BERLIN – A few weeks ago, it felt as if a trade war pitting the United States against allies like Australia, Canada and the European Union was over before it even began. The Trump administration dispensed so many temporary exemptions to steel and aluminum tariffs that many countries figured the threats were just political theater.
But with only days left before the exemptions expire and punitive tariffs take effect, it’s dawning on foreign leaders that decades of warm relations with the United States carry little weight with a president dismissive of diplomatic norms and hostile toward the ground rules of international trade.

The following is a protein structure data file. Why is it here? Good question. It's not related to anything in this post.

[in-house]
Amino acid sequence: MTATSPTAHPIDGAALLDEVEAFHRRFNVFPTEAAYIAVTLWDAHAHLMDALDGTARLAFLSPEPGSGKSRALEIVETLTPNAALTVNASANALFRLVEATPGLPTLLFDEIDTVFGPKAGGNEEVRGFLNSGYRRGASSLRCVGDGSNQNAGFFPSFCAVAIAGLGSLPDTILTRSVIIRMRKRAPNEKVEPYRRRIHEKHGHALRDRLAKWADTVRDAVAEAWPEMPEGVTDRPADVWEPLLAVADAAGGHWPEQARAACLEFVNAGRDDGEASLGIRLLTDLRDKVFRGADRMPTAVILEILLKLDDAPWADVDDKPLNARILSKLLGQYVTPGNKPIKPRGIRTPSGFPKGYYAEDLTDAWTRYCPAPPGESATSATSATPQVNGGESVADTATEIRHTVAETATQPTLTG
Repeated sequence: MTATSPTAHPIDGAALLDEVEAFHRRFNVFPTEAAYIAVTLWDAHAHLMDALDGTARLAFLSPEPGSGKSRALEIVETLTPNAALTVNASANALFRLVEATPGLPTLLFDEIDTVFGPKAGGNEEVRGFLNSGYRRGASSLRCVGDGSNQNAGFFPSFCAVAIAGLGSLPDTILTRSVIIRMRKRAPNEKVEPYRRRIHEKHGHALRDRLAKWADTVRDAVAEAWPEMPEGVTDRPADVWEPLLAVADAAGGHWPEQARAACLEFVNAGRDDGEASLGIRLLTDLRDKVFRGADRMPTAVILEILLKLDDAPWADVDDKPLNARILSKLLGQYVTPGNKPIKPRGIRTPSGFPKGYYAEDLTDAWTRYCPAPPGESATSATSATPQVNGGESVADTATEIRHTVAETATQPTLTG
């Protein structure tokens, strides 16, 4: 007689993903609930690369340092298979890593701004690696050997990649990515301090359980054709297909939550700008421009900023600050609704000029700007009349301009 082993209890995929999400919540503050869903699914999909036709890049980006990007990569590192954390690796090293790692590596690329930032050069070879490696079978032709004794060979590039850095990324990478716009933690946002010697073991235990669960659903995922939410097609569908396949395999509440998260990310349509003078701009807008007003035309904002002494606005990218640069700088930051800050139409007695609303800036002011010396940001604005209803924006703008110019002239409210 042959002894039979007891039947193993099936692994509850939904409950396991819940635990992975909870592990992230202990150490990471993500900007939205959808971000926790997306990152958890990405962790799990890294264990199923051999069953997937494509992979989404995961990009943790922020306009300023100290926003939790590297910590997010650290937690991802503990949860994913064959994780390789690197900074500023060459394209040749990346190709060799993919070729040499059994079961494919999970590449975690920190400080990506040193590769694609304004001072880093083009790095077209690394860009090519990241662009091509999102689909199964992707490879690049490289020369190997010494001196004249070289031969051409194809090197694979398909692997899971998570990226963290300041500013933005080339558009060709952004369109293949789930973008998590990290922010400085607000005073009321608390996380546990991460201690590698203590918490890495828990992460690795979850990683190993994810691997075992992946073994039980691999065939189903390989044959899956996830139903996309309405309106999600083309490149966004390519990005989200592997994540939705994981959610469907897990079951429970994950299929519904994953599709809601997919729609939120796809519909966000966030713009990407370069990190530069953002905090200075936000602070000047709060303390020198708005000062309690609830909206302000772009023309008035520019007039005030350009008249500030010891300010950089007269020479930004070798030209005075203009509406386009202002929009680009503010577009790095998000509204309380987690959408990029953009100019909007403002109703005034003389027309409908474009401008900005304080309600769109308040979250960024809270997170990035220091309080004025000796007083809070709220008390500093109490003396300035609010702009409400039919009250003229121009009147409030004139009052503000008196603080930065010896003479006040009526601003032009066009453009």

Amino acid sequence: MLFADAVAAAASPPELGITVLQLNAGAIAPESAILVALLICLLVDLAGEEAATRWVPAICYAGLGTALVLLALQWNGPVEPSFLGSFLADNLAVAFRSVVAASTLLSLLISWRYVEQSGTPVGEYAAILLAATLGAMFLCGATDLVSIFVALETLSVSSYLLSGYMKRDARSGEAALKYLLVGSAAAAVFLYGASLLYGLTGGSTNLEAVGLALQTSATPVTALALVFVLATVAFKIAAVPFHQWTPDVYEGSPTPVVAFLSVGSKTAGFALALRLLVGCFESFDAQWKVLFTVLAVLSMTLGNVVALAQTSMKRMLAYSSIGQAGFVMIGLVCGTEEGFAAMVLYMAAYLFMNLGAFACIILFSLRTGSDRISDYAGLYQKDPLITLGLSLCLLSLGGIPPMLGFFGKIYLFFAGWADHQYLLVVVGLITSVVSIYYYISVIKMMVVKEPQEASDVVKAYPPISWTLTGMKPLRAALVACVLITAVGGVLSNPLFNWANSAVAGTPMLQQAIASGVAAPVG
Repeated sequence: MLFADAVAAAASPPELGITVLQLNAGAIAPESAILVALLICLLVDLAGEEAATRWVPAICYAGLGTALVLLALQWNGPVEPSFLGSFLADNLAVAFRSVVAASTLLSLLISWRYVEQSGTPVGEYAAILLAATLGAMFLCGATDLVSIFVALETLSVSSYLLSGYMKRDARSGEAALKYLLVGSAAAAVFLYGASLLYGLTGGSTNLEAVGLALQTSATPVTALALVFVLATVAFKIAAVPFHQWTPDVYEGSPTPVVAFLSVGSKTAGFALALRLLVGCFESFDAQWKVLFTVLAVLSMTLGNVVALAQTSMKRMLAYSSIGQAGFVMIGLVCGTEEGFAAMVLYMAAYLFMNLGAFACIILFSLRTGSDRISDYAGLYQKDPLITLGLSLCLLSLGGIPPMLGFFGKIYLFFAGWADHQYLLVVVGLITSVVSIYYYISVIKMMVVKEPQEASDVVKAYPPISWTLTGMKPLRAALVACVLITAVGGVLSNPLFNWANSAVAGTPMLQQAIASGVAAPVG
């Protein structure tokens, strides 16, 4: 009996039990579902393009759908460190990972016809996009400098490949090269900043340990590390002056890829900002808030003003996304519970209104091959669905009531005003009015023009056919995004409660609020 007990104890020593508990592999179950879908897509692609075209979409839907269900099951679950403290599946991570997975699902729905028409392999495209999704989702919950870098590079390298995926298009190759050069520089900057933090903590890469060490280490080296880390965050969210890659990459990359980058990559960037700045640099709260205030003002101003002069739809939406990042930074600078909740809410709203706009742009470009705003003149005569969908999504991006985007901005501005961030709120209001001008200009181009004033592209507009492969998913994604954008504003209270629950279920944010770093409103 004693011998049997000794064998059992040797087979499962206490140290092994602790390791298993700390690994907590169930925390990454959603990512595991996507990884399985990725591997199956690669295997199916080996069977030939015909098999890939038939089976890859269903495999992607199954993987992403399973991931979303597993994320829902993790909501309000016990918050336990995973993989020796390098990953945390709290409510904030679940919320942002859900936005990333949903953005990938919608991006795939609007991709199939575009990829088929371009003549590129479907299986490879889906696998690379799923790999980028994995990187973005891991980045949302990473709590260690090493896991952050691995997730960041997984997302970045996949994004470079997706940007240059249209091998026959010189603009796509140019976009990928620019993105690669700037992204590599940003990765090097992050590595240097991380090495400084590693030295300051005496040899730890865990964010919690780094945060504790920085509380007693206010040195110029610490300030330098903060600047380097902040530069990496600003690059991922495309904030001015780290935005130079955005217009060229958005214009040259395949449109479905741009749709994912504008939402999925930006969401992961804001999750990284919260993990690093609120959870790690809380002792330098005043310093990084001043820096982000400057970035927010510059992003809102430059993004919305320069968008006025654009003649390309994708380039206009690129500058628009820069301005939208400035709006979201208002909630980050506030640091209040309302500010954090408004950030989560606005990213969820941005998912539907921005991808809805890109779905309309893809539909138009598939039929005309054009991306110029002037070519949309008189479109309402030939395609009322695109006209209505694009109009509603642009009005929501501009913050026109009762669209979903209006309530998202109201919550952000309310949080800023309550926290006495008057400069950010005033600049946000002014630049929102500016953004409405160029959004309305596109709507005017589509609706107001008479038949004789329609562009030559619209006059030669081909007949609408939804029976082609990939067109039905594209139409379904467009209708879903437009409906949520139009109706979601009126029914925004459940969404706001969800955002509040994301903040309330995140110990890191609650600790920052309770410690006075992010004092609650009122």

What began as a way to protect American steel and aluminum jobs has since become a cudgel that the Trump administration is using to extract concessions in other areas, including car exports to Europe or negotiations to revise the North American Free Trade Agreement with Mexico and Canada.
As a May 1 deadline looms, the decision on whether to grant permanent exemptions to the steel and aluminum tariffs, and to whom, appears likely to come down to the whims of President Donald Trump, who has been influenced by brief interactions with foreign leaders and has seesawed between scrapping and rejoining global trade deals.
The European Union, the United States’ biggest trading partner, indicated over the weekend that it was losing hope of reaching an agreement. Angela Merkel, the German chancellor who met last week with Trump in Washington, said on Sunday that Europe was ready to retaliate if Trump did not grant an exemption.